[meteorite-list] NASA Begins Testing of New Spectrograph on Agency's Airborne Observatory

From: Ron Baalke <baalke_at_meteoritecentral.com>
Date: Tue, 3 Jun 2014 15:57:13 -0700 (PDT)
Message-ID: <201406032257.s53MvDBI027280_at_zagami.jpl.nasa.gov>

June 3, 2014
NASA Begins Testing of New Spectrograph on Agency's Airborne Observatory

Astronomers are eagerly waiting to begin use of a new instrument to study
celestial objects: a high-resolution, mid-infrared spectrograph mounted on
NASA's Stratospheric Observatory for Infrared Astronomy (SOFIA), the world's
largest flying telescope.

This new instrument, the Echelon-Cross-Echelle Spectrograph (EXES), can
separate wavelengths of light to a precision of one part in 100,000. At the
core of EXES is an approximately 3-foot (1 meter) bar of aluminum called an
echelon grating, carefully machined to act as 130 separate mirrors that split
light from the telescope into an infrared "rainbow."

SOFIA is a heavily modified Boeing 747 Special Performance jetliner that
carries a telescope with an effective diameter of about 8-feet (2.5-meters)
at altitudes of 39,000 to 45,000 feet (12 to 14 km), above more than 99
percent of Earth's atmospheric water vapor. Lower in the atmosphere, at
altitudes associated with most ground-based observatories, water vapor
obscures much of what can be learned when viewed in the infrared spectrum.

"The combination of EXES's high spectral resolution and SOFIA's access to
infrared radiation from space provides an unprecedented ability to study
celestial objects at wavelengths unavailable from ground-based telescopes,"
said Pamela Marcum, a program scientist at the SOFIA Science Center and
Program Office in Moffett Field, California. "EXES on SOFIA will provide data
that cannot be obtained by any other astronomical facility on the ground or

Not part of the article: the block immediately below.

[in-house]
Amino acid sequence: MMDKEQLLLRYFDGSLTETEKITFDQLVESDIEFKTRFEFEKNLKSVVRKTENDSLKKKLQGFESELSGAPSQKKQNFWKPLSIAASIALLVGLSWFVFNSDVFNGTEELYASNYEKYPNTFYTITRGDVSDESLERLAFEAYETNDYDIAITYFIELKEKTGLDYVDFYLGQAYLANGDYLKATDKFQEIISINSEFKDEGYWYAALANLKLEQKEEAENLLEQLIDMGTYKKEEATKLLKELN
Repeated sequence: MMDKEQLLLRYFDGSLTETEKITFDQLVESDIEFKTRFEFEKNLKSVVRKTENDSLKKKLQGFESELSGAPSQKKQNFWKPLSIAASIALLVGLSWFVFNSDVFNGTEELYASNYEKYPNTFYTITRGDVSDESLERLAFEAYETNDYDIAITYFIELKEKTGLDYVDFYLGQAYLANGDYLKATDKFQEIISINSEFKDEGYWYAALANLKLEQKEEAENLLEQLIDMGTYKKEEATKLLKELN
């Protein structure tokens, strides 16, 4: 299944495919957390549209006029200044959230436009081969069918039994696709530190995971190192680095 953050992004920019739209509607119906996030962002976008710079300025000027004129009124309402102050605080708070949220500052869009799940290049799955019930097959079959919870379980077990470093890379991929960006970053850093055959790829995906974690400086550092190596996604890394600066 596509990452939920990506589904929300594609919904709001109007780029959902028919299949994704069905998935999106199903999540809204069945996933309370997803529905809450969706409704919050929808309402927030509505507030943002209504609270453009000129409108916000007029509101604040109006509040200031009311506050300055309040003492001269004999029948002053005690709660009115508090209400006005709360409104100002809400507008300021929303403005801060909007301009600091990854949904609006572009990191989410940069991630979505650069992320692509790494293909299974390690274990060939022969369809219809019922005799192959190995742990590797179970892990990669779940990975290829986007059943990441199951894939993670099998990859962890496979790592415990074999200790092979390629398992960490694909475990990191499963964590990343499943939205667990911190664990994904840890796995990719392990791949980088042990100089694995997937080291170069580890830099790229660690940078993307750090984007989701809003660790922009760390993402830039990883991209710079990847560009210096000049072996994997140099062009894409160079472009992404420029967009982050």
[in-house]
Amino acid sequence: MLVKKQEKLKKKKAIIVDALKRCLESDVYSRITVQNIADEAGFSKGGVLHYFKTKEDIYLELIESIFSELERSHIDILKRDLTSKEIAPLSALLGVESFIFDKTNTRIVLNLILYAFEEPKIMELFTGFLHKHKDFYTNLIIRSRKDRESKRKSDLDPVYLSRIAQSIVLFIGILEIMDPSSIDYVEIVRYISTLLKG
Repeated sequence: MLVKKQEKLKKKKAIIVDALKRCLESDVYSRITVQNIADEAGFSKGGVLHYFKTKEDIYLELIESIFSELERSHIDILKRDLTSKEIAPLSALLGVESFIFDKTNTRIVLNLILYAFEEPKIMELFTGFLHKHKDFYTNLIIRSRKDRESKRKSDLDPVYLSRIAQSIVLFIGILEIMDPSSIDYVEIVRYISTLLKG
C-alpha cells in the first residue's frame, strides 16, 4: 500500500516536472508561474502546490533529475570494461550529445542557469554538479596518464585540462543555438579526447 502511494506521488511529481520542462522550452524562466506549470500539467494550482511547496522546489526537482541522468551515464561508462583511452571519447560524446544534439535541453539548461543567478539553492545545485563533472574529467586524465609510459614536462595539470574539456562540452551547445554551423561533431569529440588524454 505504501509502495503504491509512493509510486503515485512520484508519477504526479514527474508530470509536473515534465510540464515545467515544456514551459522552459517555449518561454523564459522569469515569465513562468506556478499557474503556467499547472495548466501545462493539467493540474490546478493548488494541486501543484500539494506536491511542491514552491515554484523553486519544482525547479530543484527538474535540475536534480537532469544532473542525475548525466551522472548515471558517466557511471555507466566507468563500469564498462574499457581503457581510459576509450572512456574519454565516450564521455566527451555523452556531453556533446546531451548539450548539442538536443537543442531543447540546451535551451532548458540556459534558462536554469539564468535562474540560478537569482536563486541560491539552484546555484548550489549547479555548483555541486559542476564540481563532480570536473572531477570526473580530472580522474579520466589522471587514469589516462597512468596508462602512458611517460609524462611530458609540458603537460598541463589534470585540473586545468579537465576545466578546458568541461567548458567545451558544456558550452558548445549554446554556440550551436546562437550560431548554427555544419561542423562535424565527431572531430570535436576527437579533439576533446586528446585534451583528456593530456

in space, including all past, present or those observatories now under

EXES successfully carried out its first two flights on SOFIA on the nights of
April 7 and 9, according to Matthew Richter, leader of the team that is
developing the instrument at the University of California, Davis, Physics
Department. EXES is a collaboration between U.C. Davis and NASA's Ames
Research Center in Moffett Field.

"During the two flights, EXES made observations to investigate and
characterize the instrument's performance. All the main goals of these
observations were successful, although further commissioning flights are
required to test EXES in all of its modes," said Richter.

On the first commissioning flight, EXES observed emissions from Jupiter's
atmosphere in two molecular hydrogen lines. These observations will be used
to understand how gas rises from deep in Jupiter's interior and mixes into
the planet's upper atmosphere.

During the second commissioning flight, EXES observed a young, massive star
in the constellation Cygnus that is still embedded in its natal cocoon. The
star, known as AFGL 2591, warms up the surrounding interstellar dust and
causes ice coatings on the dust to evaporate. The warmed dust provides an
excellent background infrared "lamp" to probe the chemical make-up of the
intervening gas.

New stars and planets are forming from that material through processes
similar to the ones that made the sun and Earth. These observations are
designed to study water vapor around the protostar, and demonstrate that EXES
can detect absorption from the lowest energy level of water molecules despite
interference from water vapor from Earth's atmosphere.

"Of the observations obtained during the instrument's first flights, only one
can be done from the ground, albeit with some difficulty, and the others are
impossible from even the best ground-based telescope sites because the water
in Earth's atmosphere is opaque at these wavelengths," Richter said. "While
space observatories are above Earth's atmosphere, the massive optical
equipment required to separate the light as finely as EXES does ??? EXES
weighs almost 1,000 pounds ??? would be a challenge to launch into space. In
these observations, the spectral features we are studying are narrow, and
finely dividing the infrared spectrum to detect them is exactly what EXES was
designed to do."

SOFIA is a joint project of NASA and the German Aerospace Center (DLR). The
aircraft is based at and the program is managed from NASA Armstrong Flight
Research Center's facility in Palmdale, California. NASA's Ames Research
Center, manages the SOFIA science and mission operations in cooperation with
the Universities Space Research Association (USRA) headquartered in Columbia,
Maryland, and the German SOFIA Institute (DSI) at the University of

For more information about SOFIA, visit:




For information about SOFIA's science mission, visit:





J.D. Harrington
Headquarters, Washington
j.d.harrington at nasa.gov

Nicholas A. Veronico
SOFIA Science Center and Program Office, Moffett Field, Calif.
nicholas.a.veronico at nasa.gov
Received on Tue 03 Jun 2014 06:57:13 PM PDT

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